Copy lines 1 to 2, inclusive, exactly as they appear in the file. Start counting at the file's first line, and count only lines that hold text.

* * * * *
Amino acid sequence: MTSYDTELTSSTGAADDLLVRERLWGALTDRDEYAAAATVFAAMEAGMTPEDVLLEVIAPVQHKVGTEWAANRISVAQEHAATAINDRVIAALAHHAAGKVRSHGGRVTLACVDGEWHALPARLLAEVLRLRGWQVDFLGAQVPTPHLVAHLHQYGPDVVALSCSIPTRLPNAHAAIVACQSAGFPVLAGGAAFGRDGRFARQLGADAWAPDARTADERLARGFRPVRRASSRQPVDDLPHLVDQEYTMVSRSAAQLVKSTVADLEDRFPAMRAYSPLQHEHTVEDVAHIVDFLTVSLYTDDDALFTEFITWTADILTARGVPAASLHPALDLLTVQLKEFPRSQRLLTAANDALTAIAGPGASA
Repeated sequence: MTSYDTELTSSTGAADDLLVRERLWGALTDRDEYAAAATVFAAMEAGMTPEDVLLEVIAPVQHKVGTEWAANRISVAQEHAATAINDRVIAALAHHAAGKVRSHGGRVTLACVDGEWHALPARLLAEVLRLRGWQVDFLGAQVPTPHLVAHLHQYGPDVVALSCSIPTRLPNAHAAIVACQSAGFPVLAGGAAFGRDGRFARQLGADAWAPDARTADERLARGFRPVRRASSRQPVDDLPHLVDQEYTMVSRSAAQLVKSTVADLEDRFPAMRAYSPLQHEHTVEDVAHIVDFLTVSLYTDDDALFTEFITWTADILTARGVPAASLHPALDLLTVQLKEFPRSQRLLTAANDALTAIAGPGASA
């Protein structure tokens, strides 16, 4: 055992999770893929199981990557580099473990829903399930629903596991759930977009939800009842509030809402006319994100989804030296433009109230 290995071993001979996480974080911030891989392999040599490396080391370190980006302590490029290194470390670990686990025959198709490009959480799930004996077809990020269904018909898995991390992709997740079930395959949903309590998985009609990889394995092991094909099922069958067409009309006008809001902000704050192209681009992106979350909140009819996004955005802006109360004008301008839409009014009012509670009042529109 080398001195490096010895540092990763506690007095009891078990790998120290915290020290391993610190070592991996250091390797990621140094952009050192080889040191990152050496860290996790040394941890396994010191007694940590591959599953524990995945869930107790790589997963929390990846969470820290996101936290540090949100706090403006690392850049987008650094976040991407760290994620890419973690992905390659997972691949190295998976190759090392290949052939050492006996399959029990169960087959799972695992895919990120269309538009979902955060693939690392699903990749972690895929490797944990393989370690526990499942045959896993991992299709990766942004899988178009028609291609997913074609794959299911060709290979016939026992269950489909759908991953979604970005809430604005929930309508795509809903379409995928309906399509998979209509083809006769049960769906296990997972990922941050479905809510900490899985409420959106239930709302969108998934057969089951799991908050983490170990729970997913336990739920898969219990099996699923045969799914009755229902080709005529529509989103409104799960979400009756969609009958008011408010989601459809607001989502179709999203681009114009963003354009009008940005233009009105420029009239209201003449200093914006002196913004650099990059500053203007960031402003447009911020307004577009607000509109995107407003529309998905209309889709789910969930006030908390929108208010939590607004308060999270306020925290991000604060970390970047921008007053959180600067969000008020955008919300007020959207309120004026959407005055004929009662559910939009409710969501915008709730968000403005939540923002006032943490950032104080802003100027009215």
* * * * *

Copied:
Amino acid sequence: MTSYDTELTSSTGAADDLLVRERLWGALTDRDEYAAAATVFAAMEAGMTPEDVLLEVIAPVQHKVGTEWAANRISVAQEHAATAINDRVIAALAHHAAGKVRSHGGRVTLACVDGEWHALPARLLAEVLRLRGWQVDFLGAQVPTPHLVAHLHQYGPDVVALSCSIPTRLPNAHAAIVACQSAGFPVLAGGAAFGRDGRFARQLGADAWAPDARTADERLARGFRPVRRASSRQPVDDLPHLVDQEYTMVSRSAAQLVKSTVADLEDRFPAMRAYSPLQHEHTVEDVAHIVDFLTVSLYTDDDALFTEFITWTADILTARGVPAASLHPALDLLTVQLKEFPRSQRLLTAANDALTAIAGPGASA
Repeated sequence: MTSYDTELTSSTGAADDLLVRERLWGALTDRDEYAAAATVFAAMEAGMTPEDVLLEVIAPVQHKVGTEWAANRISVAQEHAATAINDRVIAALAHHAAGKVRSHGGRVTLACVDGEWHALPARLLAEVLRLRGWQVDFLGAQVPTPHLVAHLHQYGPDVVALSCSIPTRLPNAHAAIVACQSAGFPVLAGGAAFGRDGRFARQLGADAWAPDARTADERLARGFRPVRRASSRQPVDDLPHLVDQEYTMVSRSAAQLVKSTVADLEDRFPAMRAYSPLQHEHTVEDVAHIVDFLTVSLYTDDDALFTEFITWTADILTARGVPAASLHPALDLLTVQLKEFPRSQRLLTAANDALTAIAGPGASA